On high performance computational fluid dynamics
With Christian Obrecht, Associate Professor, INSA Lyon Centre for Energy and Thermal Sciences of Lyon (CETHIL)
During the last decade, graphics processing units (GPUs) have shown to be very effective hardware platforms for general purpose high-performance computing. Their area of use now include a considerable number of cardinal scientific computing applications such as molecular dynamics or computational fluid dynamics.
The link-wise artificial compressibility method (LW-ACM) is a recent implementation of the artificial compressibility method which can be expressed in both a finite-difference framework and a link-wise framework, the latter showing strong analogies with the lattice Boltzmann method (LBM).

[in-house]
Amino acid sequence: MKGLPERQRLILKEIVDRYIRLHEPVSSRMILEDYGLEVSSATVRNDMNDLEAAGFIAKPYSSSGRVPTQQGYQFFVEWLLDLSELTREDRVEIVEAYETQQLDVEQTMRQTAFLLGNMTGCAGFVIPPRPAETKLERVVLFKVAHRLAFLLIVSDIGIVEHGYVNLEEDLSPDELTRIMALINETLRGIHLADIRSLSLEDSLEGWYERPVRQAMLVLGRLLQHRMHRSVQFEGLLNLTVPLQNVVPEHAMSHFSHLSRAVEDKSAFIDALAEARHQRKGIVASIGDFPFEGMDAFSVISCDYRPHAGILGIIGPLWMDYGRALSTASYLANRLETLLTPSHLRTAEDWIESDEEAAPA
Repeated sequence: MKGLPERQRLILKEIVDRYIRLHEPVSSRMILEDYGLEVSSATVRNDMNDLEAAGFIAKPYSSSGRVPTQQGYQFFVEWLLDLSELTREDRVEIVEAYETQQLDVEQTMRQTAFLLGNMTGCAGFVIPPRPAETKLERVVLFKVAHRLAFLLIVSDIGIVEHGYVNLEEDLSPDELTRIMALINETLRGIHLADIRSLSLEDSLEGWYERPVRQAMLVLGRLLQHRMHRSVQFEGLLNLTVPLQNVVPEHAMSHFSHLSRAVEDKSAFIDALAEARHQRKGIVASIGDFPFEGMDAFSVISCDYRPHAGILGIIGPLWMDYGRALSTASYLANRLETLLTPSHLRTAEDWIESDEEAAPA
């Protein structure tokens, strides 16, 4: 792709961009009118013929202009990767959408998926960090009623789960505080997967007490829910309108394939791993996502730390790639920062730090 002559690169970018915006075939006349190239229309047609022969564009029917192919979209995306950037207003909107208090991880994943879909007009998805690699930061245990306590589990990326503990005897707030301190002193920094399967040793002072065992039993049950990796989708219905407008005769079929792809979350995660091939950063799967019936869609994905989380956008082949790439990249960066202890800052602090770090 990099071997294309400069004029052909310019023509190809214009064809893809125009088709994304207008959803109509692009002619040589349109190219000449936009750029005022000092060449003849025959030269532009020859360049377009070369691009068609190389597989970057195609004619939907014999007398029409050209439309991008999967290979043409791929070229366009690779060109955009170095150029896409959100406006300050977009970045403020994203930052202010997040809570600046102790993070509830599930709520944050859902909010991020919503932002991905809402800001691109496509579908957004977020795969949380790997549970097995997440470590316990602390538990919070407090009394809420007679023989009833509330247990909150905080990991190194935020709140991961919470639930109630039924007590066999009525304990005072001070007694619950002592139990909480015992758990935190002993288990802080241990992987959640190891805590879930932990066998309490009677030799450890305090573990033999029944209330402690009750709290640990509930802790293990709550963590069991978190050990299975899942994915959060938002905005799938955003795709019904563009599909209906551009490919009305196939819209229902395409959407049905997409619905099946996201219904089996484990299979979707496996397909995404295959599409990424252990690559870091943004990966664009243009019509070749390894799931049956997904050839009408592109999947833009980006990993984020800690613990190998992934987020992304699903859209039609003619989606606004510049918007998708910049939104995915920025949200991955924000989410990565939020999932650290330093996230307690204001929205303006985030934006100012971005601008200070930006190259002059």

Similarly to the LBM, the LW-ACM proves to be well-suited to massively parallel computations on GPUs, with the additional benefit of a significantly reduced memory consumption and, consequently, improved performance.
This presentation will comprise three main parts. In the first one, we will introduce the hardware architecture of modern GPUs as well as present general programming principles and some current programming technologies, namely CUDA and OpenCL. The second part will focus on the LW-ACM and its implementation on GPUs. The third part will be devoted to some applications of the LW-ACM such as thermal flow simulation and phase change modelling.